Figure 1                                                                                                        Figure 2

 

Follow up Cardiac MRI findings: LV wall motion was normal except septal dyskinesis due to underlying LBBB with LVEF of 51%. RV showed regional focal hypokinesis/akinesis ( Movie 5, 6 and 7). RV appeared dilated in some views but calculated RV volume was not high. RV end diastolic volume was 131ml, RV end systolic volume was 67 ml, RV stroke volume was 64 ml and RVEF was 49.1%. Delayed hyper enhancement was seen post contrast on infarct imaging sequences in RV free wall corresponding to the areas of wall motion abnormalities ( Fig. 3 and 4)  without any significant delayed hyper enhancement seen in LV myocardium, confirming the diagnosis of isolated RV infarction. Based on RV stroke volume and RV out flow tract ( RVOT) forward flow measurements, there was felt to be only mild tricuspid regurgitation with RV stroke volume of 64ml and RVOT forward volume of 49ml, rendering tricuspid regurgitant volume of only 15ml. Tricuspid valve was structurally normal. Right atrium appeared to be at least moderately dilated.

 


            

Movie 5                                                      Movie 6                                               Movie 7

 

Figure 3                                                                                                  Figure 4

 

Conclusion:  Acute isolated right ventricular infarction in a patient with pre existing chronic left bundle branch block due to occlusion of native non dominant right coronary artery and its vein graft four days after coronary artery bypass grafting complicated initially by profound hypotension due to associated mild bradyarrythmia and iatrogenic pre load reduction due to Nitrate therapy and further complicated by hemorrhagic shock due to CPR related liver laceration.
           

Perspective: 

Learning points from this case include:

1)      Isolated RV infarction is rare but should be suspected in patients with unexplained profound hypotension and as one of the causes of pulseless electrical activity.

2)      ECG with right precordial leads in general has good sensitivity to diagnose isolated RV infarction but in the presence of LBBB, sensitivity is limited.

3)      A bed side echo is very helpful with a suspected diagnosis of acute isolated RV infarction.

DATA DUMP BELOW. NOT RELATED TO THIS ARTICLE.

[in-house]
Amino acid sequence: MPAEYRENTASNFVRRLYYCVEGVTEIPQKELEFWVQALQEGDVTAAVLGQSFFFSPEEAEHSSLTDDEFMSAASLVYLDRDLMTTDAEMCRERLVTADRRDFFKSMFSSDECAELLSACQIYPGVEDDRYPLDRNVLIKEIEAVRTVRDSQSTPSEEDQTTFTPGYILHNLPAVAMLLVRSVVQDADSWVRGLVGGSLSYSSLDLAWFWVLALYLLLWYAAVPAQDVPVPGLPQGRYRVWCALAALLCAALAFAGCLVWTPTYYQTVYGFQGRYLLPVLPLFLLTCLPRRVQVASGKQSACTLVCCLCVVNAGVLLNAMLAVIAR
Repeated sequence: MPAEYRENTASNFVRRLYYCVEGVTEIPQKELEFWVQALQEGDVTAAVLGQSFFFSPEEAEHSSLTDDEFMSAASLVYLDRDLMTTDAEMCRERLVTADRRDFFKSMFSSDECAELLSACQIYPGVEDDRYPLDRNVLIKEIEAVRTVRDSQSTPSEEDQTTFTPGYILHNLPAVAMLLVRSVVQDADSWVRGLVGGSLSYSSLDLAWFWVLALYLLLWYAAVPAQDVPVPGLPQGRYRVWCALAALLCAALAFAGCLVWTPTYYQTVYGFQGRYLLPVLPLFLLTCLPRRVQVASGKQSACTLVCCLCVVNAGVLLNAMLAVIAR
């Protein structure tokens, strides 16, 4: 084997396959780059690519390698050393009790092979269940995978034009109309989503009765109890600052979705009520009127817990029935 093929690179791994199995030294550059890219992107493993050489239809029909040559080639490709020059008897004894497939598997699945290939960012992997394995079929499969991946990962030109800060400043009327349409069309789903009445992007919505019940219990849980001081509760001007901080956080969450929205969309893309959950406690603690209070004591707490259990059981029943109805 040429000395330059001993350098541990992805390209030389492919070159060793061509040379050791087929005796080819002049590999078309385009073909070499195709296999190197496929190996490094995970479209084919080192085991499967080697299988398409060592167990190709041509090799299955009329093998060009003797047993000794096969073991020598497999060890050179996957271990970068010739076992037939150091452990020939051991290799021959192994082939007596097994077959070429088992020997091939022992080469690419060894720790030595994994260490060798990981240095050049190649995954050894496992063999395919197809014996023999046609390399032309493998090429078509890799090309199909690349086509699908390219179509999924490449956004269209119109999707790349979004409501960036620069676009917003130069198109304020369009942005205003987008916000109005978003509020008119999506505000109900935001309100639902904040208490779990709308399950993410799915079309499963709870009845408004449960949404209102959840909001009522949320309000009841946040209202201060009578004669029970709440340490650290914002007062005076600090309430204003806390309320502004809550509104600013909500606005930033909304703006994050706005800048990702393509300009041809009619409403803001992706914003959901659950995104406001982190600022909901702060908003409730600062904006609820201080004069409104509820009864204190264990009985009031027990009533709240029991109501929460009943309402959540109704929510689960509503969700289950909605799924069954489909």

4)      Cardiac MRI with its high resolution capability in identifying RV regional wall motion abnormalities versus global RV systolic dysfunction along with post contrast infarct imaging capability serves as a good definitive test to diagnose RV infarction.

5)      Real time cine MRI, in patients with arrhythmias affecting gating, although some what low in resolution, provides useful information in certain clinical settings.

6)      In patients with refractory profound hypotension after recovery of spontaneous circulation post CPR, especially with preserved LV function, a high suspicion needs to be maintained for CPR related visceral injuries and internal bleeding.

 

References:

1)      Right Ventricular Infarction – Diagnosis and Treatment; Showkat A. Haji, M.D. and Assad Movahed, M.D., FACP, FACC; Clin. Cardiol. 23, 473–482 (2000).

2)      Assessment of Isolated Right Ventricular Myocardial Infarction by Magnetic Resonance Imaging; Tareq Ibrahim, Markus Schwaiger and Albert Schömig; Circulation. 2006;113:e78-e79.

3)      Wellens, H.  Right ventricular infarction. New England Journal of Medicine. 1993;328:1036-1038.

4)      Kakouros, N., Cokkinos, D.V. Right ventricular myocardial infarction: pathophysiology, diagnosis, and management. Postgraduate Medical Journal. 2010;86:719-728.

5)      Yadav, H., et al. Selective right ventricular impairment following coronary artery bypass graft surgery. European Journal of Cardiothoracic Surgery. 2010;37:393-398.

6)      Katsuji, I., et al. Pure right ventricular infarction. Circulation Journal. 2002;66:213-215.

7)      Lainscak, M., Pernat, A. Importance of bedside echocardiography for detection of unsuspected isolated right ventricular infarction as a cause of cardiovascular collapse. American Journal of Emergency Medicine. 2007;25:110-114.

8)      Braat, S. et al. Value of electrocardiogram in diagnosing right ventricular involvement in patients with an acute inferior wall myocardial infarction. British Heart Journal. 1983;49:368-372.

9)      Gillies, M., Hogarth, I. Liver rupture after cardiopulmonary resuscitation during peri-operative cardiac arrest. Anaesthesia. 2001;56:387-388.

10)   Camden, J., Carucci, L. Liver injury diagnosed on computed tomography after use of an automated cardiopulmonary resuscitation device. Emergency Radiology. 2011;18:429-431.


COTW handling editor: Vikas K. Rathi